Whatever the cause for his poor showing, “Jimmy Bonna” was finished in Japan. Dai Tokyo released a statement in the Yomiuri Shimbun stating, “…he wasn’t feeling well, so we sent him home.” Six days after his last game, Jimmy Bonner was on a ship back to the States. Dai Tokyo would go on to finish last in the Fall Season with a 5-21-2 record.
Jimmy Bonner returned to the Bay Area and played semi-pro ball up until WWII. He worked as a Pullman sleeping car porter until Pearl Harbor when he went to Hawaii as a construction worker, followed by a stint in the army beginning in 1943. After the war, Bonner resumed working the rails as a Pullman porter. Bonner and his wife Lillian were living in Oakland when he passed away in 1963 at the age of 52.
In 1952, eleven years before Jimmy Bonner’s death, Jimmie Newberry and Johnny Britton made news when they took the field for the Hankyu Braves. For many years it was believed they were the first Black players to play for a professional Japanese baseball team, a mistake that wasn’t corrected until the 2010s when an all-star team of baseball researchers came together to re-discover the mysterious “Jimmy Bonna” and return him to his rightful place as the first Black ballplayer in Nippon Professional Baseball.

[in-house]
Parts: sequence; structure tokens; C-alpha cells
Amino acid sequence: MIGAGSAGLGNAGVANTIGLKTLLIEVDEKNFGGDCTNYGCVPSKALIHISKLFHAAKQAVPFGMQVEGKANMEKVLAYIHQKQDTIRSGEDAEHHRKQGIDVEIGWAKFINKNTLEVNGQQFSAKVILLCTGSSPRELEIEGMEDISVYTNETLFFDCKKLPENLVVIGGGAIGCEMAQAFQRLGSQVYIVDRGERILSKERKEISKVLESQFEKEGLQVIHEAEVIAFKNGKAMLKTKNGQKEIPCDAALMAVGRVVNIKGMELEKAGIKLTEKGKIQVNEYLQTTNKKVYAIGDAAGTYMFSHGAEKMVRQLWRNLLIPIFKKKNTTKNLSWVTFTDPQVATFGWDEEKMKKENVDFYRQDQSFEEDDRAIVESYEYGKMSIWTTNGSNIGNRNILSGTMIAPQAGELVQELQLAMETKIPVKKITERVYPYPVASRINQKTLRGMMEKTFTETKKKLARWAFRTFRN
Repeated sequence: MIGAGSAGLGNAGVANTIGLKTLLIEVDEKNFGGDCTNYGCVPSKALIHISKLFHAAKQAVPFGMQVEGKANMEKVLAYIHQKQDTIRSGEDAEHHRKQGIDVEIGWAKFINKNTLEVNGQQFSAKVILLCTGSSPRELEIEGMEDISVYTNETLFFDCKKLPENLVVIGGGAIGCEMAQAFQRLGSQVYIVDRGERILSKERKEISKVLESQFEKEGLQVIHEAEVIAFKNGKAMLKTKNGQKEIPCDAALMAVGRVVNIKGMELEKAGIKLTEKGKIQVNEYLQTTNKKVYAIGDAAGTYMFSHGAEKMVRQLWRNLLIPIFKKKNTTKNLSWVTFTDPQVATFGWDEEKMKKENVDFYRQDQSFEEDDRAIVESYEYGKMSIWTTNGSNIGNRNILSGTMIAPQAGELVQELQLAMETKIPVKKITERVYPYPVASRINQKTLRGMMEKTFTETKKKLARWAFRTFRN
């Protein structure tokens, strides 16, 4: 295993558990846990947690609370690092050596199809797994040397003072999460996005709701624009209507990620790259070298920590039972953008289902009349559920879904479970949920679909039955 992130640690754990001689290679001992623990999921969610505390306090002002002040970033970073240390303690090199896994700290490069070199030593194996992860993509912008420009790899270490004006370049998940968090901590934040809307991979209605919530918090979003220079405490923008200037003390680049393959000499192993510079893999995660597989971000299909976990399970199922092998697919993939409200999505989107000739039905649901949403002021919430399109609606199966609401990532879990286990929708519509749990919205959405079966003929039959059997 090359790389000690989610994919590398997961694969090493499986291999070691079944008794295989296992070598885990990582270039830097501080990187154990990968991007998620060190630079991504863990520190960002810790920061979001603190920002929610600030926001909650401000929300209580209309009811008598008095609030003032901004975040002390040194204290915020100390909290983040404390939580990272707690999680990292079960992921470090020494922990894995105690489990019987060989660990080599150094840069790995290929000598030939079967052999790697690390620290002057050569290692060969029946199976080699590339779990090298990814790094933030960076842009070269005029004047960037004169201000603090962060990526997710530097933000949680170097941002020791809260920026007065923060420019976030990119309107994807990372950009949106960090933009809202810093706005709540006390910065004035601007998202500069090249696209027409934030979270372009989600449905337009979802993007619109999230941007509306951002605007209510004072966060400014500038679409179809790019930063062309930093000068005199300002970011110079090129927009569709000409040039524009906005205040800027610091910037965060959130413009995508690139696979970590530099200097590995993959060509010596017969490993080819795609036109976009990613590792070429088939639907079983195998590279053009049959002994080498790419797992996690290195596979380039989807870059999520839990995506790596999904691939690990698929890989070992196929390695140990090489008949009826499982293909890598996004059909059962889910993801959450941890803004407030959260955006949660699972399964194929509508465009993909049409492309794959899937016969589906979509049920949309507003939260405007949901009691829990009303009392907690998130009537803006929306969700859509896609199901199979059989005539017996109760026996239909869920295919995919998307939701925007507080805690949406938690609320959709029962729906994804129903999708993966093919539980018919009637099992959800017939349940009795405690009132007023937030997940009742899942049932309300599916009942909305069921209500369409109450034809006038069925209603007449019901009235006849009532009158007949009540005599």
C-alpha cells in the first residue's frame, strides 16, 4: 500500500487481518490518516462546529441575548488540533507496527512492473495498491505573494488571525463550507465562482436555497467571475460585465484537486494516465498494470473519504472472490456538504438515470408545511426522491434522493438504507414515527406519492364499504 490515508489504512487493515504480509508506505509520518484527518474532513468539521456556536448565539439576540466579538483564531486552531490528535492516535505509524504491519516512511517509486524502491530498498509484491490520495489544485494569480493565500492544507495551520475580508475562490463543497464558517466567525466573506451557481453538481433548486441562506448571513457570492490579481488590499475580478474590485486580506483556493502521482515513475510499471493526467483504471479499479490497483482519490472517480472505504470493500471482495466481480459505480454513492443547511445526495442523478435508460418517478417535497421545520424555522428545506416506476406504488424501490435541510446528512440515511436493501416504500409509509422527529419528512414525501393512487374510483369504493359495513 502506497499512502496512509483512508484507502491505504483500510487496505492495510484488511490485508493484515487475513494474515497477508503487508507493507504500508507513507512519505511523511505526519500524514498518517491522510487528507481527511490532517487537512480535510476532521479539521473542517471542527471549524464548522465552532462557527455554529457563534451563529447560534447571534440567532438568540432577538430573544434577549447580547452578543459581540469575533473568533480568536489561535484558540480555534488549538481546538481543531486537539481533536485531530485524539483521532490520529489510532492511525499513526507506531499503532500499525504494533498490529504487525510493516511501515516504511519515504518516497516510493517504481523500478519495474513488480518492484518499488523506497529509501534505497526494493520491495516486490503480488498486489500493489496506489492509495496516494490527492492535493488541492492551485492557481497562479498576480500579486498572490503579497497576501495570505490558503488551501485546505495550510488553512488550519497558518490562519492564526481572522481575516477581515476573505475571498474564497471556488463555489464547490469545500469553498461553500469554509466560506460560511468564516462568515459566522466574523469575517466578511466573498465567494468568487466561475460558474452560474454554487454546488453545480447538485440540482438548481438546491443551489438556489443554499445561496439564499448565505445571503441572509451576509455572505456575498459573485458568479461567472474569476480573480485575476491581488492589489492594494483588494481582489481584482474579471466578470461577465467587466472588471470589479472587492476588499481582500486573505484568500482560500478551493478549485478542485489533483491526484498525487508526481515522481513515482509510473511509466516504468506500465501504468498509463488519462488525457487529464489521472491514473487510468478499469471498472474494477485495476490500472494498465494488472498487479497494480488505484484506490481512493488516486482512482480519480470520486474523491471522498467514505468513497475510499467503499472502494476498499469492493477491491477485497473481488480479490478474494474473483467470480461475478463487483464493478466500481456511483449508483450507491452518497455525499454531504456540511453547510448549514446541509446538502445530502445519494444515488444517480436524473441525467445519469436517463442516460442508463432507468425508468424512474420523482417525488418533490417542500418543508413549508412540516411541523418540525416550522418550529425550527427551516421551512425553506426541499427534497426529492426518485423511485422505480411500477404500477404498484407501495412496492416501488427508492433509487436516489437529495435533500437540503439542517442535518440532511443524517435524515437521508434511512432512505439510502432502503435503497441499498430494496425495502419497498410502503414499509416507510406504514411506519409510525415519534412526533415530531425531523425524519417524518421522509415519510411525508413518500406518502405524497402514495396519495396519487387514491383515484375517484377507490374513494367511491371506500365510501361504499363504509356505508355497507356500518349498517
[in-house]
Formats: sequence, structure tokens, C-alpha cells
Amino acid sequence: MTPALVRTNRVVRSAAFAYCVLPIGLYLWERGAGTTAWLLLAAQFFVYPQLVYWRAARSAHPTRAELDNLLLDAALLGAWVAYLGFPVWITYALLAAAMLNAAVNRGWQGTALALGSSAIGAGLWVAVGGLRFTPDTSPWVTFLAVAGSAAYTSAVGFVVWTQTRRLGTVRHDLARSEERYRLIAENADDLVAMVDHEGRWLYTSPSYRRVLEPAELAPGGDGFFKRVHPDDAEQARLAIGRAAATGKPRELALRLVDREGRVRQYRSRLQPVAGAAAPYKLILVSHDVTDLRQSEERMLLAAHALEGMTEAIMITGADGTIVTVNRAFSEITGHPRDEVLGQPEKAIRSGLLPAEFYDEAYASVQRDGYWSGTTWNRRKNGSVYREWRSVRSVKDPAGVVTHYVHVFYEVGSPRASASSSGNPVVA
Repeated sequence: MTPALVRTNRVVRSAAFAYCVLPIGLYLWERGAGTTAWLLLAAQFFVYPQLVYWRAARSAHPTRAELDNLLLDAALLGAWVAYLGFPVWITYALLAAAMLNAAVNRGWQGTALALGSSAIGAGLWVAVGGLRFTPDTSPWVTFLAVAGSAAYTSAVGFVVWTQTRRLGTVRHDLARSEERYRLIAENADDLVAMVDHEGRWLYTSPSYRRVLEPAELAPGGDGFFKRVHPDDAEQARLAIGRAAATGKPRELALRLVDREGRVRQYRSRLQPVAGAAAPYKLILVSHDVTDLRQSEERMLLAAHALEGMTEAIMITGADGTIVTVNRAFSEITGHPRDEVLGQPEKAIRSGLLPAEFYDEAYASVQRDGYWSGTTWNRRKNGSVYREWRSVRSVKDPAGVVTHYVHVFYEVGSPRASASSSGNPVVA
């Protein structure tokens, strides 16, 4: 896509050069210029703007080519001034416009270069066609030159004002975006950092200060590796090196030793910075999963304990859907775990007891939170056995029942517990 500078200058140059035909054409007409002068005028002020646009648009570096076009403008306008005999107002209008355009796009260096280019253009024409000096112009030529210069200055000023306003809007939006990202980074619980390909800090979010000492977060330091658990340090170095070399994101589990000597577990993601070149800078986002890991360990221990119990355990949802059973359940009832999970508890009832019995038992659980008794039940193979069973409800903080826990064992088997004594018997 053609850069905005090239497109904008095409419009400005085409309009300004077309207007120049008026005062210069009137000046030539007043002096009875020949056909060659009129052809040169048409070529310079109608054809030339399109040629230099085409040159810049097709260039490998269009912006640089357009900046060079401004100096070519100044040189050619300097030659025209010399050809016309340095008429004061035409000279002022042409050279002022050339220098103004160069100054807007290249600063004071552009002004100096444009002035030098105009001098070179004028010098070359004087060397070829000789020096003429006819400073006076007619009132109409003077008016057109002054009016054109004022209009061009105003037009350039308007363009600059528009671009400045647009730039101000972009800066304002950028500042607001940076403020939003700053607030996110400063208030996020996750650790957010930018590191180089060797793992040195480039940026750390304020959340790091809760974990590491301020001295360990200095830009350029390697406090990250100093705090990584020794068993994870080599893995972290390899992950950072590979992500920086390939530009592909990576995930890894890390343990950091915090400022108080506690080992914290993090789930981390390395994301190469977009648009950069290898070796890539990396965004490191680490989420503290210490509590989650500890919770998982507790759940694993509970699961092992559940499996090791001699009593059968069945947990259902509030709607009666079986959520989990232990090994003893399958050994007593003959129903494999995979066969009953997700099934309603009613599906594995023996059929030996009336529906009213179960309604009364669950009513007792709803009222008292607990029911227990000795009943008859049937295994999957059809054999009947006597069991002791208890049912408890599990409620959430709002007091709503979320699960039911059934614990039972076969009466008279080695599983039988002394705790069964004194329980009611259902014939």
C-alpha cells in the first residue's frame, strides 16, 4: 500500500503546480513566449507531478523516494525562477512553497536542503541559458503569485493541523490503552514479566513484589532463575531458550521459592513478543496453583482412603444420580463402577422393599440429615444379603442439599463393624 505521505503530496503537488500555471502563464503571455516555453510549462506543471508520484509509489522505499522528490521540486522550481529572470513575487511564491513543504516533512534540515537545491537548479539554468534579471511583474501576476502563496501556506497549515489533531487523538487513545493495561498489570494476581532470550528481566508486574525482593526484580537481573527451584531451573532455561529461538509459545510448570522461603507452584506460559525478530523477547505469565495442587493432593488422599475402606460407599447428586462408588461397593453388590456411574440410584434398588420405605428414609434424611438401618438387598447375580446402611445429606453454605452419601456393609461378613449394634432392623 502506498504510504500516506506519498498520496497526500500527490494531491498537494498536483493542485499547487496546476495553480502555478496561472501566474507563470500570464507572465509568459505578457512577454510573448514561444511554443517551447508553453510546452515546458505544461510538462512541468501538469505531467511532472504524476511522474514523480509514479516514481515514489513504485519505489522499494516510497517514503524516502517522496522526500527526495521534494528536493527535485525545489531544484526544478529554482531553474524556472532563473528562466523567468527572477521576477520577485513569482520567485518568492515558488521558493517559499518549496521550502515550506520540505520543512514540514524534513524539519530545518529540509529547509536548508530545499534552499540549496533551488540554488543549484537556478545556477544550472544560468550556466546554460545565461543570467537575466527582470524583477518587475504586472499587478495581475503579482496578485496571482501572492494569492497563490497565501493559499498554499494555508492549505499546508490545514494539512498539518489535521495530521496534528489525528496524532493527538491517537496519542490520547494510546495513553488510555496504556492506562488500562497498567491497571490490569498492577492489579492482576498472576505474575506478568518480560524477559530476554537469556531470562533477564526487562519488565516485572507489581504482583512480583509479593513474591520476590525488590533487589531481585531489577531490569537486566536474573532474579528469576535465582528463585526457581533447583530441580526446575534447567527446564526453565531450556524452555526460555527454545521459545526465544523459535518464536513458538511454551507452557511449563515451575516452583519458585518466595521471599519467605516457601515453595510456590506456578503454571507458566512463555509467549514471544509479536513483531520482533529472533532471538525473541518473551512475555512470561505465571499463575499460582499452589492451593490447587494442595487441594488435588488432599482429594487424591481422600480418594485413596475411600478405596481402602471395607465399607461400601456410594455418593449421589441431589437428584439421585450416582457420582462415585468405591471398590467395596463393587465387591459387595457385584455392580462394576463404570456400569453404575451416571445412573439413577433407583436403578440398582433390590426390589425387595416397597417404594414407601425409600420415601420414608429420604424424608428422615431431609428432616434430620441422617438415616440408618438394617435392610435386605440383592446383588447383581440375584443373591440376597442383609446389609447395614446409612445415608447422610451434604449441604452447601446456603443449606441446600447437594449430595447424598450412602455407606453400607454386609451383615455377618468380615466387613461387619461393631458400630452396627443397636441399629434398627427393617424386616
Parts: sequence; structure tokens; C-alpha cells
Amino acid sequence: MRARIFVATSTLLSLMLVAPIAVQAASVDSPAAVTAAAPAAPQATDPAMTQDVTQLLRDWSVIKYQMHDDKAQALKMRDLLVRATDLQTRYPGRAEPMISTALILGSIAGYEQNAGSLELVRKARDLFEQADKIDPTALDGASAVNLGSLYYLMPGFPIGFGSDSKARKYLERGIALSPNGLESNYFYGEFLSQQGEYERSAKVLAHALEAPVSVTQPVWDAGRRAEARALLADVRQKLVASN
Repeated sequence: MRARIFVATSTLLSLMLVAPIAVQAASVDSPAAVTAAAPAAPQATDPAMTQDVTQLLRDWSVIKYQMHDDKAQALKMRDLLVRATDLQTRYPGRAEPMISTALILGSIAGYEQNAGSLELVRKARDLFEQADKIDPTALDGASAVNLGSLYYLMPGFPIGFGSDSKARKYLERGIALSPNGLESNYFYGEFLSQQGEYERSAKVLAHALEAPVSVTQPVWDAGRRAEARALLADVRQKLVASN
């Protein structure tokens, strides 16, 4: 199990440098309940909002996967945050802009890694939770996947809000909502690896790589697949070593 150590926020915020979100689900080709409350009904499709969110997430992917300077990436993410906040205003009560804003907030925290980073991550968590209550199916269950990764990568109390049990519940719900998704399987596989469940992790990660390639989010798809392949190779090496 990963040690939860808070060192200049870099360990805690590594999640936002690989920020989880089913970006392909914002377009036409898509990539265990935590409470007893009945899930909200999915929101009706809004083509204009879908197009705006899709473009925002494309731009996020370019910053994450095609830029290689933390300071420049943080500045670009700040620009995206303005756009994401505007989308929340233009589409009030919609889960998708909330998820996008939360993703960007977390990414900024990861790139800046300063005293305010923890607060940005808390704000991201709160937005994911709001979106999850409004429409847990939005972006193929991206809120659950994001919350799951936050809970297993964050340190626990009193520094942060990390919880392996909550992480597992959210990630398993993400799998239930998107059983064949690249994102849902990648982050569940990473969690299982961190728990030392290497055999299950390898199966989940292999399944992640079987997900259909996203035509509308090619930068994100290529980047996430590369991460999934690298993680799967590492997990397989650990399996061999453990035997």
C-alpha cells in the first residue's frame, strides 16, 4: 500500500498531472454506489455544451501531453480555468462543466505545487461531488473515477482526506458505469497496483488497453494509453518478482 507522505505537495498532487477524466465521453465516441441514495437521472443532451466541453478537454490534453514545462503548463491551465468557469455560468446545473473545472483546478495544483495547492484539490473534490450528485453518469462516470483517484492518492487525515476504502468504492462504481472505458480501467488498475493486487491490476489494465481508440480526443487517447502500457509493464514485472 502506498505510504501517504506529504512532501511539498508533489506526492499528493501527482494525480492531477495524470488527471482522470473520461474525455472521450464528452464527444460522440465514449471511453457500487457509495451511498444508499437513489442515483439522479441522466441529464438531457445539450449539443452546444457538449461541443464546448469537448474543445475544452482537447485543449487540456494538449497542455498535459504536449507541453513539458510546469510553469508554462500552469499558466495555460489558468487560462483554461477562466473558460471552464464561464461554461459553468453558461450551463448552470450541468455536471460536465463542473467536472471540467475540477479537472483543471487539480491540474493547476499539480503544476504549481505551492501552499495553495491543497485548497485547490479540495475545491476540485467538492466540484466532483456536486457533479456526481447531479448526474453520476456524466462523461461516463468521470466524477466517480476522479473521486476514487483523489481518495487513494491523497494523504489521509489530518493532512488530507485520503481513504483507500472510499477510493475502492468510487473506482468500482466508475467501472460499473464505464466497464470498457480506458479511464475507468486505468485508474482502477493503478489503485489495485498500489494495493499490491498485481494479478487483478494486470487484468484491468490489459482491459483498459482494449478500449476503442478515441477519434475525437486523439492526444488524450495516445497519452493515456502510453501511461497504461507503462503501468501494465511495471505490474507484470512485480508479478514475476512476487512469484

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The story of Jimmy Bonner could never have been told without the intrepid research of historians Dexter Thomas, Jr., John Thorn, Gary Ashwill, Rob Fitts, Rod Nelson, Bill Staples, and Ralph Pearce. Pearce’s work has been especially helpful in writing this piece. I highly recommend Bill Staples’ book Gentle Black Giants in which Pearce’s essay on Bonner appears.
Special thanks to Amy C. Franks for her translation of several Japanese texts for this piece.
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This week’s story is Number 46 in a series of collectible booklets.
Each of the hand-numbered and signed 4 ¼” x 5 1/2″ booklets feature an 8 to 24 page story along with a colored art card attached to the inside back cover. These mini-books can be bought individually, thematically or collected as a never-ending set. In addition to the individual booklets, I envision there being themed sets, such as the series I did on Minor League Home Run Champions. You can order a Subscription to Season 4 as well. A year subscription includes a guaranteed regular 12 issues at a discounted price, plus at least one extra Subscriber Special Issue. Each subscription will begin with Booklet Number 042 and will be active through December of 2022. Booklets 1-41 can be purchased as a group, too.